This sauce is a red wine reduction-styled that has been tweaked to a more sticky glaze type that pairs perfectly with grilled meat.
It’s been a huge hit ever since I came up with it.
I wanted a lamb sauce that would compliment the natural earthy gamey flavors but also bring an extra element to the meal.
From there, I started using it on other cuts of meat and found the flavors work really well with such a broad range of cuts.
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Your new secret sauce for grilled meat
I go out of my way when grilling lamb cutlets to make the outer surface a little crunchy, rendering the fat down and really perfecting that caramelization. So when I first plated up some lamb cutlets and drizzled them with this sauce, I was a little worried about my family’s initial reaction, as they had come to expect rendered chops, not wet ones.
I didn’t have to worry, everyone absolutely loved this new way of me grilling lamb cutlets, so much so, they have now become one of the most requested dishes at my BBQ’s.
It does go to show though, it is always a good idea to experiment, even on your own recipes.
Pomegranate is a perfect match
I have been using pomegranate vinegar for years. I started using it to add some liquid to my game meats and using it the spritz.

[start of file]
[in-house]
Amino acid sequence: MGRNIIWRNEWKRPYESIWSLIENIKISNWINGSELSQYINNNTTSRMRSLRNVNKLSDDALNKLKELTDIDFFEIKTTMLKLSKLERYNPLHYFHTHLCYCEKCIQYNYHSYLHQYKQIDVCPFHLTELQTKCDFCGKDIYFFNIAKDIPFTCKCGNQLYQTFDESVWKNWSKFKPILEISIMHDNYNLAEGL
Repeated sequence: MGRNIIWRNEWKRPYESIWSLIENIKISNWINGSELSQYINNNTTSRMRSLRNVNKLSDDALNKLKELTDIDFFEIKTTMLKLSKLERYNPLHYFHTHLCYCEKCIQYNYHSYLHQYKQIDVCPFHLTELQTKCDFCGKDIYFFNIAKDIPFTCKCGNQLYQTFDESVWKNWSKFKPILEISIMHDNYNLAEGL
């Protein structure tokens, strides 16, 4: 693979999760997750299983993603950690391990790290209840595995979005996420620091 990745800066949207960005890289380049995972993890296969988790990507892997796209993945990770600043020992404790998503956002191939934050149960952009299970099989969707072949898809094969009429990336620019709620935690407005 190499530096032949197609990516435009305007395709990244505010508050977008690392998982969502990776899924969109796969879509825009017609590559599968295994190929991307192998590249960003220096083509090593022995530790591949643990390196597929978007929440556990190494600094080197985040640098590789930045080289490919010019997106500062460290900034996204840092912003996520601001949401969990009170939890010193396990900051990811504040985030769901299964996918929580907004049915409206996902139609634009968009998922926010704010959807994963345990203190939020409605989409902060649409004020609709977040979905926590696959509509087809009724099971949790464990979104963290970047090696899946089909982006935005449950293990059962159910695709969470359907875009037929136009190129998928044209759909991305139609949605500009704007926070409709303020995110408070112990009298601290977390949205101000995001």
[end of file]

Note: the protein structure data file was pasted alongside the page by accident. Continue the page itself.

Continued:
So it was only natural I would eventually play with the idea of bringing that unique flavor into at least one of my sauces.
This reduction or glaze, no matter what you want to call it, works well with any game meat. I’ve also tried it with rabbit and venison as well.
Due to the sweetness in it that is purely to cut through the tartness of the pomegranate, it does have a very likable BBQ sauce flavoring going on.
So I started experimenting with what the sauce works well with, chicken, duck, turkey, pulled pork and it really stands out on pork ribs when given the time to get really tacky at the end of the cook.
Finding pomegranate molasses
I will tell you I have at times found it hard to purchase pomegranate molasses. So I’ll tell you how to make that yourself.
You’ll need a quart of pomegranate juice, 2 tablespoons of lemon juice and 3 tablespoons of brown sugar.
Pace everything into a small saucepan and bring to the boil, then reduce a simmer for 45 minutes and stir occasionally.
Allow it to cool and then you can use this for this recipe, it also substitutes for balsamic in other dishes or it makes a great salad dressing as well.
How long will it last?
This is a hard question to answer. I really do not know the answer. Every time I make this glaze, it gets used up within the week on other dishes.
More so, I think everyone in my household thinks of dishes to use it on.
If I was to make a good sized batch of it, I would say a month or two refrigerated would be fine.
- 1 tbsp pomegranate molasses
- ¼ cup maple syrup
- ¼ cup red wine
- 2 tbsp dark brown sugar
- 3 cloves garlic (minced)
- ½ tsp freshly ground black pepper
- 1 tsp salt flakes
- 3 tbsp unsalted butter
- 3 cloves
- 1 bay leaf
- 1 tbsp cornstarch
- ⅓ cup hot water
- Into a small saucepan, add all ingredients except for the cornstarch and water.
- Stir and bring to the boil, then reduce heat to a simmer for 10 minutes, stirring occasionally.
- Then mix the cornstarch and water together to make a slurry that will help thicken the sauce.
- Slowly add the slurry to the sauce and whisk.
- The sauce will thicken.
- Discard the cloves and bay leaf.
- Transfer to a sauce bottle for easier use and storage.